- You can save some of that heat by keeping your RV shades pulled down. Better yet would be to insulate your RV windows. You can use plastic film or a foil backed foam insulation on your windows. Consider using some of that insulation in your roof vents.
- If you will be RVing in winter long-term at one spot, consider skirting or insulating underneath your RV.
- If condensation is an issue, use vents as much as your temperature allows especially when cooking or showering. Cook outside if you can or use your grill. You may also have to get a dehumidifier.
- Take care of your tow vehicle! Make sure your truck or tow vehicle’s antifreeze is tested as good or get it serviced. Have the proper cold weather windshield fluid as well. If you have a diesel engine make sure you have the right fuel supplement along to stop gelling if necessary.
- Carefully and safely clear the snow off your RV before traveling, especially the tops of slides and slide toppers. Your slides will not close properly when loaded with snow. Ice can also form in the tracks on slides. You can spray them in advance with antifreeze or use a hair dryer. I did that years ago with our first RV. We got caught in a blizzard and I had to use a hairdryer to melt the ice in the tracks before bringing in the bedroom slide. Easier yet would be to bring in the slides before a snowstorm or really cold night. I did this on the way back to Minnesota while winter camping, it was 25 below! Why do that? It’s less space to keep heated when your slides are pulled in. Also not safe for other drivers to have chunks of snow and ice flying off your RV when travelling.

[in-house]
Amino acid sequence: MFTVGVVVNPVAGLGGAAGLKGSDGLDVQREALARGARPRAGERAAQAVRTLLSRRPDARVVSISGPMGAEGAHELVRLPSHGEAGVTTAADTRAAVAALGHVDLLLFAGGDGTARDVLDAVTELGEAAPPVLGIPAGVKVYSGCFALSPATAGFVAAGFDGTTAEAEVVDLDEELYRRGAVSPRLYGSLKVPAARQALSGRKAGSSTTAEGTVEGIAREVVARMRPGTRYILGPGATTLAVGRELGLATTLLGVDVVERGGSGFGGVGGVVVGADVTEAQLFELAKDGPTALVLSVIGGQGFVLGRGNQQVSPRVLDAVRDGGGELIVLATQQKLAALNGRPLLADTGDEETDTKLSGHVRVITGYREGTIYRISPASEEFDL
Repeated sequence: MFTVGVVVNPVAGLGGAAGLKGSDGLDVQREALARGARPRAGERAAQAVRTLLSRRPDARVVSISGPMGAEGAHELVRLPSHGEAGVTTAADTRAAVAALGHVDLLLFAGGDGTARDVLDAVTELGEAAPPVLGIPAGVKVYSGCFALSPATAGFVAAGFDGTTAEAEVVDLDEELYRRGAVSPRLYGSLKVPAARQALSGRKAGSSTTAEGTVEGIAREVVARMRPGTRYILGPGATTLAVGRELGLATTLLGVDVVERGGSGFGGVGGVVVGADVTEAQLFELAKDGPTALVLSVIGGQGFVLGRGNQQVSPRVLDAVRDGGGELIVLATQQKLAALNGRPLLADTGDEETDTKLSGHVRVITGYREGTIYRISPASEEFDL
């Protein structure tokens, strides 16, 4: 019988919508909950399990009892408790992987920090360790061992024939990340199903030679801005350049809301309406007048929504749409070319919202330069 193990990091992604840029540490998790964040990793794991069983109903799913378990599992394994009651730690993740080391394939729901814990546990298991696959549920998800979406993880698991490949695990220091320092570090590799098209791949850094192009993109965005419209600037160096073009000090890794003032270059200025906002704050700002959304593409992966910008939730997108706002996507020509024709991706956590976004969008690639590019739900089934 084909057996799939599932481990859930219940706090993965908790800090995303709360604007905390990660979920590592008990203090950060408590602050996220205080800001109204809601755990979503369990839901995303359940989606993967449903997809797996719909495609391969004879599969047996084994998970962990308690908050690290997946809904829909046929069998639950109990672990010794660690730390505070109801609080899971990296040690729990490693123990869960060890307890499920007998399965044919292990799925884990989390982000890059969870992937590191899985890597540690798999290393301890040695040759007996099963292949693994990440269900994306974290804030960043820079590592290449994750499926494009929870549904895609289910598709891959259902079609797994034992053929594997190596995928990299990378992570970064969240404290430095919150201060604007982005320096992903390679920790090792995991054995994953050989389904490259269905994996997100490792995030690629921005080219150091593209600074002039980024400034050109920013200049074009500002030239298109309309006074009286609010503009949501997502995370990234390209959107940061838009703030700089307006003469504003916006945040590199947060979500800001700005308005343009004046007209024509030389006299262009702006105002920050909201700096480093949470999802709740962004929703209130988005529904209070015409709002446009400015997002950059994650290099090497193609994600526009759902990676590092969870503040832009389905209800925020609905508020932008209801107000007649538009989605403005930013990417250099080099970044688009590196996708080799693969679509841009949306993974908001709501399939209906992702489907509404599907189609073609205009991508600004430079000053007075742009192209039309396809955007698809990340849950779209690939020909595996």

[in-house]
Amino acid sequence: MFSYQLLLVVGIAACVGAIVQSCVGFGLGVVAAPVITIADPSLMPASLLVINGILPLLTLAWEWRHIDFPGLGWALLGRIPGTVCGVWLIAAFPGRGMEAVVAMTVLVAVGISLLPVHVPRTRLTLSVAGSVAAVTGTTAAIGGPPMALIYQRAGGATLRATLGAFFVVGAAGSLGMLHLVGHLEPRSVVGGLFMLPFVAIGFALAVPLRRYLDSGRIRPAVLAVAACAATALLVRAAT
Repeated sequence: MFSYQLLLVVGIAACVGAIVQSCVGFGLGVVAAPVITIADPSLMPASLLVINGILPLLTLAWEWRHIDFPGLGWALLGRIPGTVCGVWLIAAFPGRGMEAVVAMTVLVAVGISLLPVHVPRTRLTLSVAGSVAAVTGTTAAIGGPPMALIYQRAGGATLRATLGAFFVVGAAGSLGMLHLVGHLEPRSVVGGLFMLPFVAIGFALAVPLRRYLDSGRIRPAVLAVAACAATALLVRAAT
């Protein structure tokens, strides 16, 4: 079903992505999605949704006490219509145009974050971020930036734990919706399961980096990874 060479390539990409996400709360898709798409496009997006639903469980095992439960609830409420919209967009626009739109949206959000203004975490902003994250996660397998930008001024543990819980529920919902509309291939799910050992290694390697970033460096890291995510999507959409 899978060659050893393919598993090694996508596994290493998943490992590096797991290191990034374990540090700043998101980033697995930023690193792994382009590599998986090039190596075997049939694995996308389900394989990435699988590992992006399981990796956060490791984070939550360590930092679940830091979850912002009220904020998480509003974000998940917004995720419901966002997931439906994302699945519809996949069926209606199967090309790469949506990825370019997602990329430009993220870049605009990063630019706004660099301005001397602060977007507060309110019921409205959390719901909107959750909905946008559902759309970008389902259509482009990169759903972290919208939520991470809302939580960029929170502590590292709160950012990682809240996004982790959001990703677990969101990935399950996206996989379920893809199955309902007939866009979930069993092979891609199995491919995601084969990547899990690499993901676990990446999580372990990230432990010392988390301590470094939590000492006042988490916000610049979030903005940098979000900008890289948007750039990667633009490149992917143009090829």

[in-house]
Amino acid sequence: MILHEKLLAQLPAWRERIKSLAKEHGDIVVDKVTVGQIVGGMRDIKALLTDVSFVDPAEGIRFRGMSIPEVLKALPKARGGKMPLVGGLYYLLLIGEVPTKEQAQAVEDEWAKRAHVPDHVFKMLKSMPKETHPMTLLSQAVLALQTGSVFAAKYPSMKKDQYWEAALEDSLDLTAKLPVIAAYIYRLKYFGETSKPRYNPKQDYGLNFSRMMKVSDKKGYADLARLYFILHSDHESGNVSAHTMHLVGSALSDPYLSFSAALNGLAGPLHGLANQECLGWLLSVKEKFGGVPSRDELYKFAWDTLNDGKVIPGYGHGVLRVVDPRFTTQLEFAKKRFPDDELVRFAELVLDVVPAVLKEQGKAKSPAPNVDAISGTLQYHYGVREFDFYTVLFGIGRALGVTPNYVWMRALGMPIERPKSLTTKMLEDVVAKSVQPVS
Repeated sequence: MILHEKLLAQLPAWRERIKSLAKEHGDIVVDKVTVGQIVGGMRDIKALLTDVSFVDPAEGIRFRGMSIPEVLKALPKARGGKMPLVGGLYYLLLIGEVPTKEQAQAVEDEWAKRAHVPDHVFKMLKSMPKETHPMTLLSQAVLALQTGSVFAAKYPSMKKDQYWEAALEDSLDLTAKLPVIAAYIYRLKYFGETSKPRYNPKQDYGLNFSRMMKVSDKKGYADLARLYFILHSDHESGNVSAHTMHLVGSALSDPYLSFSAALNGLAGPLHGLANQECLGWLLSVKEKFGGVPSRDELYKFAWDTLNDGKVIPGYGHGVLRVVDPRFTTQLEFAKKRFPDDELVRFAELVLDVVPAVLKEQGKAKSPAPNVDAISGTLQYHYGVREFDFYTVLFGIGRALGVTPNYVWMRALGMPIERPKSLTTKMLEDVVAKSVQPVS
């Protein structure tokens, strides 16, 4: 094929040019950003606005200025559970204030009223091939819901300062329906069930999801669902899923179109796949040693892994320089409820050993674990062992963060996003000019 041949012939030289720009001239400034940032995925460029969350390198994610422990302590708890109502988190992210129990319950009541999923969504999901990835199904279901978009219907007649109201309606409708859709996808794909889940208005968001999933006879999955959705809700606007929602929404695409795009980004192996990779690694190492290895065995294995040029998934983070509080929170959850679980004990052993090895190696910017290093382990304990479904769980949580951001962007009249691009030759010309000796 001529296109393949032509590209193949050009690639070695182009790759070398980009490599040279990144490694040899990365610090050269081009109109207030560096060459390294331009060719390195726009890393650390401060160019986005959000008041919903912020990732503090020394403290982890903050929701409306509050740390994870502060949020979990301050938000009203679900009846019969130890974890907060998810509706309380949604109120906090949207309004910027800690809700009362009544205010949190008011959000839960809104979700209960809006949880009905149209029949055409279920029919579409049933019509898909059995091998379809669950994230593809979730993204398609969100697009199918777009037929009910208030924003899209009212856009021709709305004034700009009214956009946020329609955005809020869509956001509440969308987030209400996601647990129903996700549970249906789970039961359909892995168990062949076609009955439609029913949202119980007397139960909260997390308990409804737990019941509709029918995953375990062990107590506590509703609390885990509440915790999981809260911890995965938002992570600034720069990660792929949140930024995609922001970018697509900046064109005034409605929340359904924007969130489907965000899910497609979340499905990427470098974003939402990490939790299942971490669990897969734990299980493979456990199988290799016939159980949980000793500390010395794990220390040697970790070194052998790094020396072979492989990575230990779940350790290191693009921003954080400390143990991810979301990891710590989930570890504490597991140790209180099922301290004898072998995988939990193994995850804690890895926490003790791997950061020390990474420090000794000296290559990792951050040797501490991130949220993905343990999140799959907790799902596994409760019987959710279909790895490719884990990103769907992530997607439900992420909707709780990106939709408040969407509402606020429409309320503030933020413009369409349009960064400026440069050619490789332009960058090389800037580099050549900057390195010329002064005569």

- Don’t forget to have fun!
What did you think of these winter RVing tips? Let us know and also share your tips for staying warm in your RV during the winter.
Thank you for reading, watching, subscribing and sharing this with your RV friends. Safe travels and say hi if you see us on the road!
Tom, Cheri & Logan